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   Location:Home > Research > Research Progress
Fungal species distributions are compartmentalized along dominant environmental gradient
Author: Kingsly C.Beng
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Update time: 2019-10-24
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Fungi are key organisms in terrestrial ecosystems, functioning as decomposers, pathogens, and symbionts. Identifying the mechanisms that underlie their distributions and the processes that structure their communities is likely to be critical for predicting how ecosystems will respond to global environmental change. 

Researchers from Xishuangbanna Tropical Botanical Garden (XTBG) used the Elements of Metacommunity Structure (EMS, combining coherence, range turnover and range boundary clumping) to identify and describe patterns of fungal metacommunity structure. 

The researchers selected 22 karst forest sites covering a wide range of environmental conditions (elevation, slope, aspect, soil) for soil fungi inventory across Yunnan province. They also sampled 22 nearest non-karst forest sites at similar altitudes and latitudes to the karst sites. 

They found that the karst and non-karst forest soils had distinct fungal communities, and those compositional patterns were consistent across different fungal taxonomic and functional groups.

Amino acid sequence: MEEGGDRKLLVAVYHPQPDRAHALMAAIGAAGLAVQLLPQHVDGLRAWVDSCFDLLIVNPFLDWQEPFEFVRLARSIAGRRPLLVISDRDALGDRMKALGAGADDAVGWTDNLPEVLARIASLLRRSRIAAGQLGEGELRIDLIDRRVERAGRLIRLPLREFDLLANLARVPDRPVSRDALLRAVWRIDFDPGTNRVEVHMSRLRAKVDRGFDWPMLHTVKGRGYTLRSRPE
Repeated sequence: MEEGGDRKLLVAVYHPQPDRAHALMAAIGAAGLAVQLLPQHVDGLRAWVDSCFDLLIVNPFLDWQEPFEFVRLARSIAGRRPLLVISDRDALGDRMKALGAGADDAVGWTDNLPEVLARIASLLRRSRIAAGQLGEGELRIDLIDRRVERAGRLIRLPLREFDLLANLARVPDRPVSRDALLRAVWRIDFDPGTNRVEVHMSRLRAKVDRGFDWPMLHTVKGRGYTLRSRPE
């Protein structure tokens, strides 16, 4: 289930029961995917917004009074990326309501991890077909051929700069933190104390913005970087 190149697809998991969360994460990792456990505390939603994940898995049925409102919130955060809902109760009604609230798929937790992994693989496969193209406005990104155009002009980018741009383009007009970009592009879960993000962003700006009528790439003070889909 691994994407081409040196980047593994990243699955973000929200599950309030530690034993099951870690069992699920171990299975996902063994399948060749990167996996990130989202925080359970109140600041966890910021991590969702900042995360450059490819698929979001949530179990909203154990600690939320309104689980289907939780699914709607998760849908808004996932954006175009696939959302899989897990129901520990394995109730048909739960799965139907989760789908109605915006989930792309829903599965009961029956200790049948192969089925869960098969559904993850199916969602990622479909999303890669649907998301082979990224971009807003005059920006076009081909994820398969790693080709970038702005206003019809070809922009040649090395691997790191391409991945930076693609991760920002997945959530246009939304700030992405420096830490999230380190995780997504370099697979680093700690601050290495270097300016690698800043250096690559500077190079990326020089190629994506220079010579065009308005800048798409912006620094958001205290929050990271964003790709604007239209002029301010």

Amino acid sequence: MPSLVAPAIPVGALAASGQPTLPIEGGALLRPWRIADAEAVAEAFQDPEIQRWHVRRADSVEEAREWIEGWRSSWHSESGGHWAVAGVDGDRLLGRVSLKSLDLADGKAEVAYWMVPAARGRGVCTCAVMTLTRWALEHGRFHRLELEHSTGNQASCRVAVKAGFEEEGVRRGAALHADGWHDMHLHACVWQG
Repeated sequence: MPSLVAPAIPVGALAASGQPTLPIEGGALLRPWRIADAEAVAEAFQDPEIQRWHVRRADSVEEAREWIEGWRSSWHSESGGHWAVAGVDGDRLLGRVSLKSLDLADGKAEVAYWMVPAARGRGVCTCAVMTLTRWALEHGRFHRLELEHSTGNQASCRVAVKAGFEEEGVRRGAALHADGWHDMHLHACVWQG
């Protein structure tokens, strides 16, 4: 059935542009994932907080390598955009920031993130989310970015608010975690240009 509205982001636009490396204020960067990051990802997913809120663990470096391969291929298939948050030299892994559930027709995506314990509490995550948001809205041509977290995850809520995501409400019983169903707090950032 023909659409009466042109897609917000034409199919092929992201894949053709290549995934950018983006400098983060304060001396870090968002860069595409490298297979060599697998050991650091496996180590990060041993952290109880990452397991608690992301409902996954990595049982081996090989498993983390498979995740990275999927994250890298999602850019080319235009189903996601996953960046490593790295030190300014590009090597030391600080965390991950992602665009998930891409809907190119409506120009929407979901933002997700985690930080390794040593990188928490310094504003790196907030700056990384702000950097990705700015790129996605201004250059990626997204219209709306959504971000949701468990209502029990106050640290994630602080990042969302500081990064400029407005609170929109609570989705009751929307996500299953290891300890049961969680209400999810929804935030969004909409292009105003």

The strong differences in community composition between karst and non-karst sites suggested that variability in environmental conditions (e.g. soil pH, temperature, precipitation) drive differences in fungal community assembly. 

They further found that soil fungal metacommunities in Yunnan responded to the same latent environmental gradient, with species distributions forming a coherent structure, indicating that species occurrences with respect to the dominant environmental gradient are non-random. 

“Our study demonstrates the utility of DNA metabarcodes for investigating phylogenetically diverse tropical and subtropical fungal communities and the need for more studies in these important but less studied biomes,” said Dr. Kingsly C.Beng, the first author of the study. 

The study entitled “Identifying the mechanisms that shape fungal community and metacommunity patterns in Yunnan, China” has been published in Fungal Ecology.  

  

Contact 

Richard Corlett  Ph.D Principal Investigator 

Center for Integrative Conservation, Xishuangbanna Tropical Botanical Garden, Chinese Academy of Sciences, Menglun, Mengla, Yunnan 666303, China      

E-mail: corlett@xtbg.org.cn   

 

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Xishuangbanna Tropical Botanical Garden, Chinese Academy of Sciences. Menglun, Mengla, Yunnan 666303, China
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